The NetFirst Platinum card makes a lot of promises to consumers: an unsecured $500 credit limit, no employment or credit check and approval for those with bad or no credit. It sounds like a great option for those who want to improve their credit scores. But if you read the card's terms and conditions carefully, you'll find that those supposed benefits come with stark limitations and costly membership fees.
The NetFirst Platinum isn’t a typical credit card that can be used wherever, say, Visa or Mastercard is accepted. In fact, it’s not a Visa or Mastercard, but rather a store card that can be used only at a single online retailer, the Horizon Outlet. (This is also true of the Horizon Gold card, another card marketed by Horizon Card Services.)
This card isn't the best choice for those who want to build their credit. It’s expensive and inflexible, and there are better options for those with limited or bad credit.
Nerd tip: The NetFirst Platinum card's terms and conditions spell out the limitations quite clearly: “Horizon Card Services™ is not a credit services organization, banking institution or insurance company, nor is it affiliated with any credit services organization, banking or insurance institution. This product is not a Visa, Mastercard, or debit card. Horizon Card Services account is a line of credit that can be used by an account holder to shop exclusively at our online shopping website www.thehorizonoutlet.com. ... Horizon Card Services™ does not facilitate, nor provide assistance in obtaining credit from any other credit-issuing entities. Horizon Card Services™ does not charge an advanced fee to establish credit, nor does Horizon Card Services™ attempt, or claim to attempt to repair a customer's credit history.”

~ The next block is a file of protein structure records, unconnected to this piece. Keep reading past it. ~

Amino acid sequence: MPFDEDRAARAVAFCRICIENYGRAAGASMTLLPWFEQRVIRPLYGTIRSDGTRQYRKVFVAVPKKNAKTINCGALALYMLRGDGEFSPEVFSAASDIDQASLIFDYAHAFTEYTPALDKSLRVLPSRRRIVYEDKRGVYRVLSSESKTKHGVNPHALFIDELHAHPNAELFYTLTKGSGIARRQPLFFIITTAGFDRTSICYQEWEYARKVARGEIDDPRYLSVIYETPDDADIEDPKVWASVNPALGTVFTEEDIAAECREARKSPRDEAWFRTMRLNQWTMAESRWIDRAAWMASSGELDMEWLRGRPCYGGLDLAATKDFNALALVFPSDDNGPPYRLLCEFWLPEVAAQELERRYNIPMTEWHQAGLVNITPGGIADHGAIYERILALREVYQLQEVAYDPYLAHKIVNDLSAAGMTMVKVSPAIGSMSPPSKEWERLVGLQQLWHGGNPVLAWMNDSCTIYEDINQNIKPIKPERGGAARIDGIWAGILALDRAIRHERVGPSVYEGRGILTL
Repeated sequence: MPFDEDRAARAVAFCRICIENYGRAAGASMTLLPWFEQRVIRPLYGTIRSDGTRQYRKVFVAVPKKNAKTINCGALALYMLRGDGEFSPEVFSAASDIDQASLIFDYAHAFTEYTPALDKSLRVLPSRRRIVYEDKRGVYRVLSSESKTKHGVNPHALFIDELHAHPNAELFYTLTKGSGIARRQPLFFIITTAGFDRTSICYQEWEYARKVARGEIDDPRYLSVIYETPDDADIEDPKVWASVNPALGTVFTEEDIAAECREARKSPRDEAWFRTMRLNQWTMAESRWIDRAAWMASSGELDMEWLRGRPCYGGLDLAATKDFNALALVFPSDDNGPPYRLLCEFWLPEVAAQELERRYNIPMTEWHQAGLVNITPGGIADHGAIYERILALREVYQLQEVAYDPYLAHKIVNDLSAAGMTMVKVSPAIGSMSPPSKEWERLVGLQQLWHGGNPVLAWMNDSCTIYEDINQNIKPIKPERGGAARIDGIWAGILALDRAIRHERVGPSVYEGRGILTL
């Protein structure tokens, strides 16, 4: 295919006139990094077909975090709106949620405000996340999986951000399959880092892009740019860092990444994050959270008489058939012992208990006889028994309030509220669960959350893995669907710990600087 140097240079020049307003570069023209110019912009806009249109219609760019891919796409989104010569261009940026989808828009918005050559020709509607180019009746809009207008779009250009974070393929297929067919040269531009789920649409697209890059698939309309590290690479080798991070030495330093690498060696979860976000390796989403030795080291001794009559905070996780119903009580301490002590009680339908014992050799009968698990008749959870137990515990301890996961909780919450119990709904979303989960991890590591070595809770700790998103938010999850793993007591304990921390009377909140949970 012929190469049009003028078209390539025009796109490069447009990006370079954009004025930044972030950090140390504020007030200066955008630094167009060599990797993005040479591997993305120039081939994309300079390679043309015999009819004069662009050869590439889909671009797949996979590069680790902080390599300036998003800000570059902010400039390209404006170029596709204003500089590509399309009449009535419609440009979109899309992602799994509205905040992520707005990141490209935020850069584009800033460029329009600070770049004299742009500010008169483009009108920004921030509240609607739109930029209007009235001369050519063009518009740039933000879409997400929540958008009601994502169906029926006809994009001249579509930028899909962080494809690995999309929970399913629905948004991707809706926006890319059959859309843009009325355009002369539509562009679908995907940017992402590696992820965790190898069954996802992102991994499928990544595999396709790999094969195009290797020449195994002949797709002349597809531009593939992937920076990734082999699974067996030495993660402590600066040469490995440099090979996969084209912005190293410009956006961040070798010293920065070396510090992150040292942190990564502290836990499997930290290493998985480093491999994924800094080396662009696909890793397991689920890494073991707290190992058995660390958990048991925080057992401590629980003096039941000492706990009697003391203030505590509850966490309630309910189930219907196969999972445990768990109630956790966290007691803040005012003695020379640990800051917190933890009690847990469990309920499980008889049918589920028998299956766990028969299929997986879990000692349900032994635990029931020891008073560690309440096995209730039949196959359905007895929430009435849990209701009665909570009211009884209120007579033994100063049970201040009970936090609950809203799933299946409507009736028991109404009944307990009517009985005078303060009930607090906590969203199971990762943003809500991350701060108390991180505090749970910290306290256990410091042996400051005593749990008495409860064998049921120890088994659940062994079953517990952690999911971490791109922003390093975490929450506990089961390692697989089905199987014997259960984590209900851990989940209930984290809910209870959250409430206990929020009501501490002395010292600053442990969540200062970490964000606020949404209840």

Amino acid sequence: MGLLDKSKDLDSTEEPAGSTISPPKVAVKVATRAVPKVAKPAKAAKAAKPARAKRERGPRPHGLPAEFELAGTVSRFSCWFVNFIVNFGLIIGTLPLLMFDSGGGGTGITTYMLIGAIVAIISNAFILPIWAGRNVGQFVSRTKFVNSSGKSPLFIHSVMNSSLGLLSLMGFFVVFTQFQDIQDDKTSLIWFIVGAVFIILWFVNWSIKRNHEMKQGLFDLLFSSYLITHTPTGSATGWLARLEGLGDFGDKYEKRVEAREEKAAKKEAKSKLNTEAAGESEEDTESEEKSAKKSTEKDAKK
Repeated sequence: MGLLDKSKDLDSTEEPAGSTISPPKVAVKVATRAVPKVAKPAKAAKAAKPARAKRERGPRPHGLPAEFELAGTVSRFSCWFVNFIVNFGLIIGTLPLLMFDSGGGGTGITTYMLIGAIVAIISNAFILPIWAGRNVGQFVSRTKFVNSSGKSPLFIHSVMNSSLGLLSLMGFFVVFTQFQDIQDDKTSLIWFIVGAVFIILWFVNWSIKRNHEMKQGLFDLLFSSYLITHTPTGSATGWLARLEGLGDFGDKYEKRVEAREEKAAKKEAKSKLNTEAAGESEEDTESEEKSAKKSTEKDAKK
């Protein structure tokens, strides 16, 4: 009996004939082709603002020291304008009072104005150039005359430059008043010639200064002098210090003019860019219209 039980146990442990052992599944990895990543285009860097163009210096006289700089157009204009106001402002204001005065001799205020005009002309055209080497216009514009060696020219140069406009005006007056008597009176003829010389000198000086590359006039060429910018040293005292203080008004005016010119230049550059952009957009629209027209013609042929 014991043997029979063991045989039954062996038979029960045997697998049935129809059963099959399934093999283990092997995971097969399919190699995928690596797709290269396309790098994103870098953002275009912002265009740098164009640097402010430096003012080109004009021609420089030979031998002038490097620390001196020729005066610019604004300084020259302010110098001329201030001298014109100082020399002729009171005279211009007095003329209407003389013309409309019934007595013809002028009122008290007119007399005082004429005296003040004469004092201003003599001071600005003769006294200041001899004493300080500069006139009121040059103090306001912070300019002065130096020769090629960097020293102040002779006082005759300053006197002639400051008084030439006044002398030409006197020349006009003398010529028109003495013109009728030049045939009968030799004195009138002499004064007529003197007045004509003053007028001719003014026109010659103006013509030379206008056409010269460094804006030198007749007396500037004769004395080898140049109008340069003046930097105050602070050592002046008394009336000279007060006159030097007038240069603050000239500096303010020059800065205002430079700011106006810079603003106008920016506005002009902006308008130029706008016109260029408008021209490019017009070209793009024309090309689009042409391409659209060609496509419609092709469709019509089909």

High monthly costs, lackluster benefits
The NetFirst Platinum card doesn’t accrue interest, but it costs a whopping $24.95 a month in fees, for a total of $299.40 a year. This is far more than you’d pay for a decent secured credit card, especially if you’re paying off your balance in full each month.
And the costs don’t stop there. Others include:
Processing fees that can vary "per item purchased."
A $3.50 signature verification fee for deliveries.
A $2.50 residential delivery fee.
A one-time $5 "card issuance and account validation" fee.
Almost $300 a year in membership fees alone is more than the annual fee of many perks-laden rewards credit cards — but the NetFirst Platinum’s benefits don’t even remotely compare. Your membership gives you a card with a $500 limit and benefits including privacy protection, a prescription benefit, legal assistance and a roadside assistance plan.
The privacy protection plan provides you with a credit report. But you’re already entitled to a free credit report once a year from each of the three major credit bureaus at AnnualCreditReport.com, the federally authorized site. (And through April 2021, you can get a free credit report weekly from each of the three bureaus.)
The prescription benefit, known as My Universal RX, claims to save you up to 40% of the cost of “covered prescription medications,” but you can’t access the list of qualified medications until you sign up for the card.